RATES OF CHANGE Example 6 b § Since is small compared with x = 1, 000, we could use the approximation and say that the cost of manufacturing the 1, 000 th yard (or the 1, 001 st) is about \$9.

RATES OF CHANGE Example 6 c The rate at which the production cost is increasing (per yard) is probably lower when x = 500 than when x = 50 (the cost of making the 500 th yard is less than the cost of the 50 th yard) due to economies of scale. § The manufacturer makes more efficient use of the fixed costs of production. § So,

RATES OF CHANGE Example 6 c However, as production expands, the resulting large-scale operation might become inefficient and there might be overtime costs. § Thus, it is possible that the rate of increase of costs will eventually start to rise. § So, it may happen that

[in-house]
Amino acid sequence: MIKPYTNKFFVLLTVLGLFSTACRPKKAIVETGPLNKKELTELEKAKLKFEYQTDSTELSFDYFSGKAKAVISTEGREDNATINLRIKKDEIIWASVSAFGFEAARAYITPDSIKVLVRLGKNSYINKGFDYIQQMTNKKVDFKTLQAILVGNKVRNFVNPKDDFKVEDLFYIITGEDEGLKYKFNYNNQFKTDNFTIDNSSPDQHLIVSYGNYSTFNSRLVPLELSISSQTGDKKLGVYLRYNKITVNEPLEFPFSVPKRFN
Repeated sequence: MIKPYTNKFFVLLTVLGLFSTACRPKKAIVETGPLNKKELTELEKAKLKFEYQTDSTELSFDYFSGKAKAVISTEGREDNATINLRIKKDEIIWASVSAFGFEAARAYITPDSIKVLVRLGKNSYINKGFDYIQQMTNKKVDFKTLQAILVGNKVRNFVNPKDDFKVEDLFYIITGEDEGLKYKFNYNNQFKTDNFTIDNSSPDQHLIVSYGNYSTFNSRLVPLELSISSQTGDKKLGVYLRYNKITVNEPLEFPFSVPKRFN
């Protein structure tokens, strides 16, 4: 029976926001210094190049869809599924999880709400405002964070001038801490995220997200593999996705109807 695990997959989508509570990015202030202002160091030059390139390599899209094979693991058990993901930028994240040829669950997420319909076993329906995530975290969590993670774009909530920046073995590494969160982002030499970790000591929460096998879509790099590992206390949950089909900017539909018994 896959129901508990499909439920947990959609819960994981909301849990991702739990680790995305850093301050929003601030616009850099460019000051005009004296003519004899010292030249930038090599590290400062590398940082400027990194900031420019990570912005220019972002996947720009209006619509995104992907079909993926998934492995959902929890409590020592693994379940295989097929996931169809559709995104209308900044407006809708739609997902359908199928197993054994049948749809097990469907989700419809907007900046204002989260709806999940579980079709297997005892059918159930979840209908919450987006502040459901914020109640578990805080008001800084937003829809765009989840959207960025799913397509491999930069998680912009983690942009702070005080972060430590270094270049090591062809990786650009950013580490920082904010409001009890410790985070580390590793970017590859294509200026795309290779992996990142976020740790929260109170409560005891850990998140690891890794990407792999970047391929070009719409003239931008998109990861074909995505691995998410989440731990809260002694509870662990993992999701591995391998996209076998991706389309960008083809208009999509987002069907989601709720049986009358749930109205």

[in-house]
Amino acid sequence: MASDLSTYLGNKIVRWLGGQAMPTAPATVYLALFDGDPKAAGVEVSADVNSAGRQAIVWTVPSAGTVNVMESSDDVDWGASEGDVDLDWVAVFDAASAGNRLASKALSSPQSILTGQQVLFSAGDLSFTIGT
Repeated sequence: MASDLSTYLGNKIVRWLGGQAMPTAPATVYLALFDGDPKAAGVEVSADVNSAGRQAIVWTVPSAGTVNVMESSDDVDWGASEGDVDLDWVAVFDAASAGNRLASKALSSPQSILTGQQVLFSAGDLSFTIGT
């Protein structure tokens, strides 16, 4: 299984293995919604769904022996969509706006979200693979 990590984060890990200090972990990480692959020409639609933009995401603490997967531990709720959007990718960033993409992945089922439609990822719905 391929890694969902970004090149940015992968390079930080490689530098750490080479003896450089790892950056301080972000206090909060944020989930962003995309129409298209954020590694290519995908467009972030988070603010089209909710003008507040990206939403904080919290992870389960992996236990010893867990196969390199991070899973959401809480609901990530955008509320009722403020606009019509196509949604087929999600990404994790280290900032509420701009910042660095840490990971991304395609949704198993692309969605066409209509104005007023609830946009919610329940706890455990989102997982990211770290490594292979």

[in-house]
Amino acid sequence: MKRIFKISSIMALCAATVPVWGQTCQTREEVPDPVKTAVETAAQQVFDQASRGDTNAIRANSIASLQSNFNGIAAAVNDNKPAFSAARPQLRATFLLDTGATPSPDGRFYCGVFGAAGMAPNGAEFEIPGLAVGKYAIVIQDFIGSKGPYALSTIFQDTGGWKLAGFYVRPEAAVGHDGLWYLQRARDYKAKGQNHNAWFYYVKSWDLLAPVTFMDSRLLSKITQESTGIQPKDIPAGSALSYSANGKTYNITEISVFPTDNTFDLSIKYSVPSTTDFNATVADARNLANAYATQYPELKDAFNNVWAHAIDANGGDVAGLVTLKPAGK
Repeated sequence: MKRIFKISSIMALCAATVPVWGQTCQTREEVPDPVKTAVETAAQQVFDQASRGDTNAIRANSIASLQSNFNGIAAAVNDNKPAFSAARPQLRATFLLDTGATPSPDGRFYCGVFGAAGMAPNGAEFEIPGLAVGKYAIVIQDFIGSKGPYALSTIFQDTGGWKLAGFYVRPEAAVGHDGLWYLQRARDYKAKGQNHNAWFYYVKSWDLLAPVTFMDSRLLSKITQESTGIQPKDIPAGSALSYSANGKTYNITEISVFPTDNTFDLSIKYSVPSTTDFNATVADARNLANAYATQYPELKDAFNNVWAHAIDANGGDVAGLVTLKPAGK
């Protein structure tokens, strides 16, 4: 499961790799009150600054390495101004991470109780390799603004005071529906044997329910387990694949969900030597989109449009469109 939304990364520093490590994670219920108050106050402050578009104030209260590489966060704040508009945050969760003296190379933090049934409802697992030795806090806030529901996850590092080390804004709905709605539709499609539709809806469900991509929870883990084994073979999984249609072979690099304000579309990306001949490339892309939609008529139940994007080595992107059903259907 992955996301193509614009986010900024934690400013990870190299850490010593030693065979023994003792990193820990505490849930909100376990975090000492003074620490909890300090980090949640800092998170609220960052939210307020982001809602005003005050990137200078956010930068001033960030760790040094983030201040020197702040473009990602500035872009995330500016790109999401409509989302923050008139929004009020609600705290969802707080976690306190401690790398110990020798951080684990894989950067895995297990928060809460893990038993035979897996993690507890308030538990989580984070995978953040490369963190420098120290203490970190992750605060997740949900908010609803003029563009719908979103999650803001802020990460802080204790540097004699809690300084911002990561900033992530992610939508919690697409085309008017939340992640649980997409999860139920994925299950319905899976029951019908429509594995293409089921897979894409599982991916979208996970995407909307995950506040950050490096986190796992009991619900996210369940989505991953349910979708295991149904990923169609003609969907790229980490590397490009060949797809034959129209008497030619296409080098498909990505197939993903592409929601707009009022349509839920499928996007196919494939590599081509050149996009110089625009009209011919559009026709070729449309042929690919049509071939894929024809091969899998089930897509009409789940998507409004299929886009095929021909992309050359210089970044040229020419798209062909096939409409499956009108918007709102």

RATES OF CHANGE In the following example, we estimate the rate of change of the national debt with respect to time. § Here, the function is defined not by a formula but by a table of values.

RATES OF CHANGE Example 7 Let D(t) be the US national debt at time t. The table gives approximate values of this function by providing end-of-year estimates, in billions of dollars, from 1980 to 2000. Interpret and estimate the value of D’(1990).

RATES OF CHANGE Example 7 The derivative D’(1990) means the rate of change of D with respect to t when t =1990, that is, the rate of increase of the national debt in 1990.

RATES OF CHANGE Example 7 By Equation 5, So, we compute and tabulate values of the difference quotient as follows.